The answer to the aforementioned questions is never “that’s just the way it is”. There is always an answer beyond the simplicity.
Don’t make assumptions about other peoples motives.
We all make assumptions. There is a time and a place. However, if we are to be self-aware we have to question those assumptions. Be sure not to impose your feelings on other people. Making assumptions about other peoples’ motives is certain to lead to misunderstandings and unnecessary negative feelings.
Achieving self-transformation is about trusting others. Knowing that their motives are driven by their position relative to others.
When we approach others without making judgements, our world is transformed because it requires that we treat everyone with dignity and respect. Be the change means building a world that affirms peoples’ humanity, treating them with dignity and respect. This is how self-transformation will change the world.
We are all always making assumptions. This is especially so when we are in public. We assume certain people are dangerous, certain places are unsafe, that the dark is somehow more dangerous.
Other ways we make assumptions are about peoples’ motives.
As the old adage goes, when you assume you make an ass out of u and me.
Recently, someone I know assumed that I was breaking a rule in a club where I am a member. The person wagged their finger at me and chastised me in an angry voice.
My response was one of confusion because I was genuinely unsure what precisely the person was upset about. I knew why they were upset but not what assumption they were making. When I realized their assumption it set off a whole bunch of doubts in myself.
Why does this person think so low of me? What do I do to give off this impression that I am untrustworthy? Why would I not be acting in the best interests of this club we are both members of?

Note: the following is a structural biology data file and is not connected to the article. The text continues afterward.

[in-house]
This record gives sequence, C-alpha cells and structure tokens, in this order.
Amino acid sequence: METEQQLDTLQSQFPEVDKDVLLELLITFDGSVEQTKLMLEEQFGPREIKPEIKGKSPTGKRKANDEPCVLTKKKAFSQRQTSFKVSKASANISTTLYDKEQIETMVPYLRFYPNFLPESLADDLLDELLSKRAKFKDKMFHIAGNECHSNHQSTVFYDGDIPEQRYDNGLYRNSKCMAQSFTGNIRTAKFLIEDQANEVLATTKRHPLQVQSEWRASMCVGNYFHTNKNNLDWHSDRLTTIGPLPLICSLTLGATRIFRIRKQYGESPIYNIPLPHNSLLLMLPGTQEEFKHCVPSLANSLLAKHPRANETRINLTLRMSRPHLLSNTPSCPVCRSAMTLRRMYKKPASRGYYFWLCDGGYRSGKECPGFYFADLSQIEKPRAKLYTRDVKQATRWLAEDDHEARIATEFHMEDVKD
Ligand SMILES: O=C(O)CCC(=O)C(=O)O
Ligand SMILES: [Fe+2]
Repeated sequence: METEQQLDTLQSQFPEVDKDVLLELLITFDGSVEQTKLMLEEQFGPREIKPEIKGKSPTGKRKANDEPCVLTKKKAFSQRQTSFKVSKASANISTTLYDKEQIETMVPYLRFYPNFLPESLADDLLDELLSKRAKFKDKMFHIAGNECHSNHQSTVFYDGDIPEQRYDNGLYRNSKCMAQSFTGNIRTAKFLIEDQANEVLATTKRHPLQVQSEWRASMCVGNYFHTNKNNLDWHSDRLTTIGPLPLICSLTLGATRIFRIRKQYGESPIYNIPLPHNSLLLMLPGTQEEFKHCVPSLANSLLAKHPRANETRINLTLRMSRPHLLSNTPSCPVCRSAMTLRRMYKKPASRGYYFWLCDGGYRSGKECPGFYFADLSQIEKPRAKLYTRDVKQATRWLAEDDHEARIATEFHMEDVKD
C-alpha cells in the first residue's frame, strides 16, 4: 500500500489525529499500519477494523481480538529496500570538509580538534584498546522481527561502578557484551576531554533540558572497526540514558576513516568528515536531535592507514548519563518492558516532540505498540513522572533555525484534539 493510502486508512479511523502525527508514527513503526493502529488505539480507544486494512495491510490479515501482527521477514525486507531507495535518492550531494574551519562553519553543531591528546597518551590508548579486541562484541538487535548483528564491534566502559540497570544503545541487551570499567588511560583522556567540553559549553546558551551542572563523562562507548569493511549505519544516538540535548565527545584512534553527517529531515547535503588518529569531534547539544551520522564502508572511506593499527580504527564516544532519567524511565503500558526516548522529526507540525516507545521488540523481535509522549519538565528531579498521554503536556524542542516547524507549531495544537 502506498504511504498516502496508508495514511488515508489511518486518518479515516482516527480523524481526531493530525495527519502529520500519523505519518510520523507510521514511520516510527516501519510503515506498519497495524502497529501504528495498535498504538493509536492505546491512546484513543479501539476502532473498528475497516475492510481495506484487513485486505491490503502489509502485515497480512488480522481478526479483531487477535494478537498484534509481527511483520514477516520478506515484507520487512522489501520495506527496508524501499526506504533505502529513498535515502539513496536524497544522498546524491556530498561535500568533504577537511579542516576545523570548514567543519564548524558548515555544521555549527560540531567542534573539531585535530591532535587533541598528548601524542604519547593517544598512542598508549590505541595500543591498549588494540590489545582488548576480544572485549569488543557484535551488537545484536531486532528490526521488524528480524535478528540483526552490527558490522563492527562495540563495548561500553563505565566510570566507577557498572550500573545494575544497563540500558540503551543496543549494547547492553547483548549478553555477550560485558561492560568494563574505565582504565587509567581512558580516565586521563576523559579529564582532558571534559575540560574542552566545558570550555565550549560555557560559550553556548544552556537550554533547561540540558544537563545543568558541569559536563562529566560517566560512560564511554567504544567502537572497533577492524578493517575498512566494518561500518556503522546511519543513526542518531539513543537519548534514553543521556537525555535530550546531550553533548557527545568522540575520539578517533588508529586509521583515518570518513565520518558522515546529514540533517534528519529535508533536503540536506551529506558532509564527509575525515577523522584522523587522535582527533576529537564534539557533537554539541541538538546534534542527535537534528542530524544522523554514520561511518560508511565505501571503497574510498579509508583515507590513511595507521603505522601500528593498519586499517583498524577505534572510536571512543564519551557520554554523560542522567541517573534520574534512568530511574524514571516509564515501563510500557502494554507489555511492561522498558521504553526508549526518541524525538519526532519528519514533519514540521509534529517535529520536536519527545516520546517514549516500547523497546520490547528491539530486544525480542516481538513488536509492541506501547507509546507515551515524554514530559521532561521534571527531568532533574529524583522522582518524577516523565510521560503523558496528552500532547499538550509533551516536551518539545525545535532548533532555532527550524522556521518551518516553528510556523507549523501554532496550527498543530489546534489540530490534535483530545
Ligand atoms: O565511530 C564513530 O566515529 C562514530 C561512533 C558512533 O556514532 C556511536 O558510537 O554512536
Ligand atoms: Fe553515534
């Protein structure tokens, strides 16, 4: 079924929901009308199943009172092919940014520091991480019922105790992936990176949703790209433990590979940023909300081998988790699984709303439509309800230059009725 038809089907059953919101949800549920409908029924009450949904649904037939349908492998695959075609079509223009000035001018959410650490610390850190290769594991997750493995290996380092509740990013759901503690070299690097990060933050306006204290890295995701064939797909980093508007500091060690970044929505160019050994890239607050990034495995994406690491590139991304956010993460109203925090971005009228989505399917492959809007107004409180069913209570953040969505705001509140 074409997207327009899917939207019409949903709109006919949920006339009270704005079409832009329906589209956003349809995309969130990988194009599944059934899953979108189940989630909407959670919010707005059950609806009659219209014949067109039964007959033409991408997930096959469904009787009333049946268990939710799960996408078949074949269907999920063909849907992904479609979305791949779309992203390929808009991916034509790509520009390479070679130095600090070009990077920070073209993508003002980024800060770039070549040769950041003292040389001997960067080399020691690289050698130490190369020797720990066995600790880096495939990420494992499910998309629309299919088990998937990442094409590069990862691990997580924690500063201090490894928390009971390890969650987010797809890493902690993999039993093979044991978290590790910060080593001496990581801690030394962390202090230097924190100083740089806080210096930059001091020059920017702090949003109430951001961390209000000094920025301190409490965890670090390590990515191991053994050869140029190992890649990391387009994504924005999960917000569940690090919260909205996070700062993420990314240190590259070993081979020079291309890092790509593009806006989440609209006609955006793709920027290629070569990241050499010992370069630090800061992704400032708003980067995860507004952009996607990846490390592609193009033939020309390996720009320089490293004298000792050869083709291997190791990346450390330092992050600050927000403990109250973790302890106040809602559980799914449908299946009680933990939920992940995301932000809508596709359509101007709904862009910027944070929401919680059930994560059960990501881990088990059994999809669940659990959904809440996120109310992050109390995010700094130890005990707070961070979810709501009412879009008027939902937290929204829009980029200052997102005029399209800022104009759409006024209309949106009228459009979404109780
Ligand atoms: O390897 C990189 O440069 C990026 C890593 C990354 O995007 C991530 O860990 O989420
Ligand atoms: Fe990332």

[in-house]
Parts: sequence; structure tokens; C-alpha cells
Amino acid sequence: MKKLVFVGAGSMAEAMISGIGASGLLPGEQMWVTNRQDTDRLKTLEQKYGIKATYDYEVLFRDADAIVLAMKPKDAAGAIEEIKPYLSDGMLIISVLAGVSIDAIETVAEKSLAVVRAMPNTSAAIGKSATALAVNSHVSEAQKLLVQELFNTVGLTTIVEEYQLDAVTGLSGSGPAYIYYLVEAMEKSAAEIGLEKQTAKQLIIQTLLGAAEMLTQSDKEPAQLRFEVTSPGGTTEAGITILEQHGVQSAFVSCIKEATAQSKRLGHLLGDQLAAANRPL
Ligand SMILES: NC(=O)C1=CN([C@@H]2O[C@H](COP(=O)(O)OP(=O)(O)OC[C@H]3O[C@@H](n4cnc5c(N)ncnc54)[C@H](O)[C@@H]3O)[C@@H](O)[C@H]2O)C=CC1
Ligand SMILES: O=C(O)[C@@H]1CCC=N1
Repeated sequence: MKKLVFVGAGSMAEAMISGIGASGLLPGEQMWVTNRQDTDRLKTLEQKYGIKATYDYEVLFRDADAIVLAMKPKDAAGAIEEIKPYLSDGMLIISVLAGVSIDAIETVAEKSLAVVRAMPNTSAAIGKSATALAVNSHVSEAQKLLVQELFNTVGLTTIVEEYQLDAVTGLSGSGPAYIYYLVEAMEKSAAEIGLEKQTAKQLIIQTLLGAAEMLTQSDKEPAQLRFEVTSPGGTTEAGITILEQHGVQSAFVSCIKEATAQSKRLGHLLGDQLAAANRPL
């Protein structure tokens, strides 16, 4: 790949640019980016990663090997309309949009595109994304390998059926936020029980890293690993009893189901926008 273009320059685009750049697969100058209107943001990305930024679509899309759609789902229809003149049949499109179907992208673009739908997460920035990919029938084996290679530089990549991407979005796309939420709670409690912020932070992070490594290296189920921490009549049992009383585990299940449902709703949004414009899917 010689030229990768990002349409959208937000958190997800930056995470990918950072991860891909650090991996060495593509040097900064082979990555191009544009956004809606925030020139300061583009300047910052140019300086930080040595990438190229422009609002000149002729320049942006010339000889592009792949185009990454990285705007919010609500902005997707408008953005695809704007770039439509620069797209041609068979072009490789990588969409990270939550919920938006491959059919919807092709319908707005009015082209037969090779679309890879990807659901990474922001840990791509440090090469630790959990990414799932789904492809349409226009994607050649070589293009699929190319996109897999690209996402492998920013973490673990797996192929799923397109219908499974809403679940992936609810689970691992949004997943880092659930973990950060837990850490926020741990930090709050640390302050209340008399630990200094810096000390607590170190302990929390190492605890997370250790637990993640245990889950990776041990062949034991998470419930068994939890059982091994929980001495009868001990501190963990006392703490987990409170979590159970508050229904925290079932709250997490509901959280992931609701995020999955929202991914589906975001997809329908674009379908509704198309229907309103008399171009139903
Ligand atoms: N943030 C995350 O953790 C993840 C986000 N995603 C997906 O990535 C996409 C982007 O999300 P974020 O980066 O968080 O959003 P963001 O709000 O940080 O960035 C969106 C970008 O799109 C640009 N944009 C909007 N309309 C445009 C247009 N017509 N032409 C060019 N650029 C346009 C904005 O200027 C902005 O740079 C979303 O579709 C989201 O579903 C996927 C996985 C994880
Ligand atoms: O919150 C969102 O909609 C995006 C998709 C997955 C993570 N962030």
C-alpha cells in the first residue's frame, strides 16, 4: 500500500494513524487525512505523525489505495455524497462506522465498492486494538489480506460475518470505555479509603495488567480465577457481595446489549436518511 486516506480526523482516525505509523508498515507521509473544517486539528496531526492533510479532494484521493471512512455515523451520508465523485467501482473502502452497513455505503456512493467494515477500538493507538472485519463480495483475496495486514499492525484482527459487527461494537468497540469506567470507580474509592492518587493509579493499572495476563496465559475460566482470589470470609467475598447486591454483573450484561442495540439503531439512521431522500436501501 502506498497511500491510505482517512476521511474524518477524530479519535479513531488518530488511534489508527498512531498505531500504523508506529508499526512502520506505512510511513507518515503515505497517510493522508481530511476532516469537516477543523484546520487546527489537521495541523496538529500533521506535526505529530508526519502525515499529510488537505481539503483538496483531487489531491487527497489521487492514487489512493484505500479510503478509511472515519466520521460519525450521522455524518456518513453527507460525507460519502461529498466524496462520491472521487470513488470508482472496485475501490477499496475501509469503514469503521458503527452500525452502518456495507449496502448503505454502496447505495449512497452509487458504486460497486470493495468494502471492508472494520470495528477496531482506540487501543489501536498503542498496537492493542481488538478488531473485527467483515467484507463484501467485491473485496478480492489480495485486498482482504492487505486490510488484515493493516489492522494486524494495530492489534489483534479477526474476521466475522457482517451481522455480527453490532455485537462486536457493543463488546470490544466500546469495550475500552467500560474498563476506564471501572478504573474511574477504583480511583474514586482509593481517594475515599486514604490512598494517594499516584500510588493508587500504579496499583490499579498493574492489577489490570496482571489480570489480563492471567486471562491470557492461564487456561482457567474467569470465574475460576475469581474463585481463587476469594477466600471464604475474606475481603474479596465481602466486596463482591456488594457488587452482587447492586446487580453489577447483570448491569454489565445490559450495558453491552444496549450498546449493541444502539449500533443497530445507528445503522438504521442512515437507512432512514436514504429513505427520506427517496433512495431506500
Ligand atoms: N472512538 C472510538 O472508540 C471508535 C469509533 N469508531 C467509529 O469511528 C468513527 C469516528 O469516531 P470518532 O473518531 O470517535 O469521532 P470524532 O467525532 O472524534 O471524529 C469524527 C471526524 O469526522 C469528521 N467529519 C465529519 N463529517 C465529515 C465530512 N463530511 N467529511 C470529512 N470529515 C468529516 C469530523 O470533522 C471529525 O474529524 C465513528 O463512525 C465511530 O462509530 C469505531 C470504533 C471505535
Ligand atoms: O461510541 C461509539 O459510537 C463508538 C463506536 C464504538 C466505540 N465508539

It wasn’t that I disagreed with the persons intentions of preserving the best interests of the club. I was upset that this person thinks so low of me as to assume I was engaging in problematic behaviors that were not in either of our interests.
I call this an attempt to regulate behavior.
One of my pet peeves is people who try to regulate the behavior of others. People who try to regulate others’ behaviors are controlling. They think they know best. They think they are right and everyone else is wrong.
At a moment when this person could have asked about their doubts, could have politely remarked on the issue, they opted for angry finger wagging. This said more about what that person’s assumptions and feelings were than about the issue they thought they were raising.
This brings us to our next item…
Assume people want to and are doing the right thing.
Instead of focusing on the behaviors of others, realize your own self-transformation by reflecting back on your own assumptions. Figure out if you are making an assumption. Maybe even start by asking yourself if you are making an assumption.
Self-transformation is all about reflexivity. Examine how your beliefs influence your understanding.
Question what you know. If you are feeling doubtful, angry, contrarian, then wait before speaking. Take a moment to reflect. Why do I feel this way? What assumptions am I making? In the process you will figure out how you can gain greater understanding of someone through calculated, calm, respectful inquiry.
The process of reflection is a practice of learning to understand yourself in relation to others. It is very therapeutic.
Assumptions are baggage. To free yourself of assumptions, you should start with an assumption that people are good, kind, respectful, and trying to do what is best.
In the aforementioned example, I assumed that the angry person was good. By doing so, I was able to understand that the person wanted good even as they communicated their intentions through anger. I even went a step further. This extra step allowed me to understand their feelings toward me.
Be realistic, lean toward the positive, and don’t be afraid to raise an issue when you see one.